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Policy uncertainty a threat to FDI in Namibia

Authorities must expedite efforts to improve the investment climate in the country and ensure policy certainty to attract meaningful foreign direct investment (FDI) inflows, an official has said.

Namibia, a country rich in natural resources and investment potential, is facing a significant challenge that could hinder its economic growth and development.

Managing Director of High Economic Intelligence and Economist Salomo Hei said policy uncertainty has emerged as a major threat to FDI in the country.

Hei highlighted, "the urgent need for policy clarity and a well-defined framework to attract and retain foreign investors as he emphasised that the success of FDI relies not only on appreciation but also on the ability to generate profits."

He acknowledged that Namibia possesses valuable resources and products that can attract FDI, similarly stressing: "The importance of aligning investment opportunities with the country's transformation agenda."

Hei believes that a win-win situation can be achieved by effectively combining FDI with a robust transformation strategy and that uncertainty in policy formulation can have severe consequences for FDI.

"It can lead to fluctuations in share prices and discourage investors from committing their resources. To prevent such disruptions, swift action in establishing policy certainty is important as investors need to know what they are signing up for to make informed decisions and mitigate risks," he emphasised.

Addressing the issue of policy certainty, Hei called for the involvement of industry experts and knowledgeable individuals.

"Their expertise could help in making informed decisions and formulating policies that create a favourable investment climate," he said.

Hei emphasised the significance of designing a framework that works and provides stability to potential investors.

"One crucial aspect of policy certainty is local content, there is a need to define local content, particularly in terms of corporate beneficiation and the transformation of the business sector," he said.

He drew attention to countries like Qatar and Norway, which have clear objectives for their natural resources.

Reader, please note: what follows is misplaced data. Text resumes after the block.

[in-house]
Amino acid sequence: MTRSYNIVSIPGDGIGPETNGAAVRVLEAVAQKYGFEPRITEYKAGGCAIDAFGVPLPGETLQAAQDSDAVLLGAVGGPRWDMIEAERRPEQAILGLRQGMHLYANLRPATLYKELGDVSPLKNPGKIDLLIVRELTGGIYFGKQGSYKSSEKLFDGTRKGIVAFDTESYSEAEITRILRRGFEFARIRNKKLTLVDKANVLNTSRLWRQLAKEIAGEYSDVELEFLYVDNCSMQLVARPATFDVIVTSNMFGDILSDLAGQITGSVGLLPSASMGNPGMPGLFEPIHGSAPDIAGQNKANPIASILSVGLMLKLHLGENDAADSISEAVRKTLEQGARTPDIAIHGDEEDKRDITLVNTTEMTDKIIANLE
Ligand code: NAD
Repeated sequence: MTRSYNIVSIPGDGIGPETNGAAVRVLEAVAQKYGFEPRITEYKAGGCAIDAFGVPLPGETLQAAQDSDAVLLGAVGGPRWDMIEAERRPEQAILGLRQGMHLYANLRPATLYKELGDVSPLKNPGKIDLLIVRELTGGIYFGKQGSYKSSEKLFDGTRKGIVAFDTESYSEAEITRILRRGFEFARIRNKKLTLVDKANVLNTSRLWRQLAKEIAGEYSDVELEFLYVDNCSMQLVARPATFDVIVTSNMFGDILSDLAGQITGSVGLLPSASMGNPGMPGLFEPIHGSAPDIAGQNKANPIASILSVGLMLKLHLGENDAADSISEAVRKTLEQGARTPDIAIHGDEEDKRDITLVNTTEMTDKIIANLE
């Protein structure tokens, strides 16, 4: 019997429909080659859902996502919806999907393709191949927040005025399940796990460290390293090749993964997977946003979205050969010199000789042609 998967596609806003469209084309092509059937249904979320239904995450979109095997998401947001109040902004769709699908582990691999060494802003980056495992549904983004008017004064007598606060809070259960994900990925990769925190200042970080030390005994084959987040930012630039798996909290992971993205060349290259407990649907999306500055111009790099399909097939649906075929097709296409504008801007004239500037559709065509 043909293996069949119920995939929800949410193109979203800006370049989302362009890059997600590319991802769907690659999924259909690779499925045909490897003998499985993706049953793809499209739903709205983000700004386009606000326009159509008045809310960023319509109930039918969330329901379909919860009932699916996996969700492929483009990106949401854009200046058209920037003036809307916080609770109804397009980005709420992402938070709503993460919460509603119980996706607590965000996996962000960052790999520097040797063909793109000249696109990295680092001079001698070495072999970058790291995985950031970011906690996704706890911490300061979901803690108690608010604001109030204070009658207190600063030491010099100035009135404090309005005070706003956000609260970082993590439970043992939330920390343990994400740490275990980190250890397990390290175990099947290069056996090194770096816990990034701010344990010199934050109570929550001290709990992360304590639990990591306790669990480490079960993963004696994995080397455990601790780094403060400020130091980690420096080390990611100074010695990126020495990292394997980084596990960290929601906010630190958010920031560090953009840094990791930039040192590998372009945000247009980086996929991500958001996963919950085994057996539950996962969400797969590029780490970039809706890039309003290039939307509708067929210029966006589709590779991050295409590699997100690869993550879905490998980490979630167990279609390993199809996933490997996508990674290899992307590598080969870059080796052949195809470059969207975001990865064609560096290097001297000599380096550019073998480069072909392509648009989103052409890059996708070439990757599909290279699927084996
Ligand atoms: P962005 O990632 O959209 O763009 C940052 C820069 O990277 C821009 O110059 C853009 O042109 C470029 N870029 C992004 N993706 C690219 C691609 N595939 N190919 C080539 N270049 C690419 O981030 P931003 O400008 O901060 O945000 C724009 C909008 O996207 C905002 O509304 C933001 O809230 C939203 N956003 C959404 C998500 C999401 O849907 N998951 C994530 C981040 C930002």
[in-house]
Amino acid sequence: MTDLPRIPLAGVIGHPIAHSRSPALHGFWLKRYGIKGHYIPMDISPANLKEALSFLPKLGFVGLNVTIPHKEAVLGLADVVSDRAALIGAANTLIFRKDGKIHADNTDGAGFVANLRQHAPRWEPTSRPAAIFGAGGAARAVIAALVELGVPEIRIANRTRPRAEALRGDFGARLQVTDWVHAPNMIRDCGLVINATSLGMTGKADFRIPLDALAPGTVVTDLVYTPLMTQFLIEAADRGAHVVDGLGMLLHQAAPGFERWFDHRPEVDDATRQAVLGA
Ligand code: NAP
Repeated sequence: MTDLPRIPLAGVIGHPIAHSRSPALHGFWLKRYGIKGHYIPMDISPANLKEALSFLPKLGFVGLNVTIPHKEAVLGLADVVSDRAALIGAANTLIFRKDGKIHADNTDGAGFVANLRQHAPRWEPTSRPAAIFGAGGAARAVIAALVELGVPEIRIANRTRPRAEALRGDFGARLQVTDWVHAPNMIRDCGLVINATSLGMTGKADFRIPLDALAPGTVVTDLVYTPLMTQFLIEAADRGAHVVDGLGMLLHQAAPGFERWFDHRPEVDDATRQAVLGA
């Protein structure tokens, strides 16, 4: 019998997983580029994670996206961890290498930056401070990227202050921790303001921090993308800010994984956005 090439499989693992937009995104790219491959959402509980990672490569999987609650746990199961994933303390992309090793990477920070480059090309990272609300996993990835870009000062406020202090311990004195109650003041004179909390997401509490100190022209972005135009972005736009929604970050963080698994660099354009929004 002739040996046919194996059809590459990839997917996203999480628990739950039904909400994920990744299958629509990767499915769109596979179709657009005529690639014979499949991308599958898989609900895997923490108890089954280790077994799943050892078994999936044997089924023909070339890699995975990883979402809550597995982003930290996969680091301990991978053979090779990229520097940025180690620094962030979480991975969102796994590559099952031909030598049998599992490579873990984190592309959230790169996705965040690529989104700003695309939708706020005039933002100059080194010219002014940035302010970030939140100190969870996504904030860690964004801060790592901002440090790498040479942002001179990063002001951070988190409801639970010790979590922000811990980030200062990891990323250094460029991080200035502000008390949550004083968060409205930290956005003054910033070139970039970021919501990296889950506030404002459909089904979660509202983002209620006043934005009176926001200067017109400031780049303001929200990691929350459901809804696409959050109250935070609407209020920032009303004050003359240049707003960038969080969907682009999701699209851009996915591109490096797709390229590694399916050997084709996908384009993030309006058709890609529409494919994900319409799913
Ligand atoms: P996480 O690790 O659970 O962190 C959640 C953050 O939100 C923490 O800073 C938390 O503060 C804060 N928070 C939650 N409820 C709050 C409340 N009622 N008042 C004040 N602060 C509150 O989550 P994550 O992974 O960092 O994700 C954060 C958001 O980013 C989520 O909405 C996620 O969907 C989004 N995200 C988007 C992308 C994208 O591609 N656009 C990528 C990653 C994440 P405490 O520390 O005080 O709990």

While Namibia may lack the same level of capital, Hei believes that collaboration with local banks and leveraging their expertise can help create a ripple effect on the broader economy.

The economist also underscored the importance of involving legal professionals in shaping investment contracts.

"It's important to note the need to ensure that contracts not only attract inward investment but also contribute to a sustainable and thriving economy, whilst policy certainty is essential to fulfil the promises and potential of Namibia's investment landscape," he said.

This comes as the Ministry of Mines and Energy is working on finalising a local participation policy for the country’s emerging oil sector.

 The National Upstream Petroleum Local Content Policy aims to create an internationally competitive petroleum sector that maximises the benefits to the country through meaningful and sustainable participation by Namibians and local companies across all areas of the value chain.

The development follows as Namibia’s oil sector is expected to become a game changer for the domestic economy following oil discoveries by TotalEnergies and Shell off the coast of Namibia, with a third discovery having been announced earlier this year.

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Last modified on Thursday, 08 June 2023 19:58

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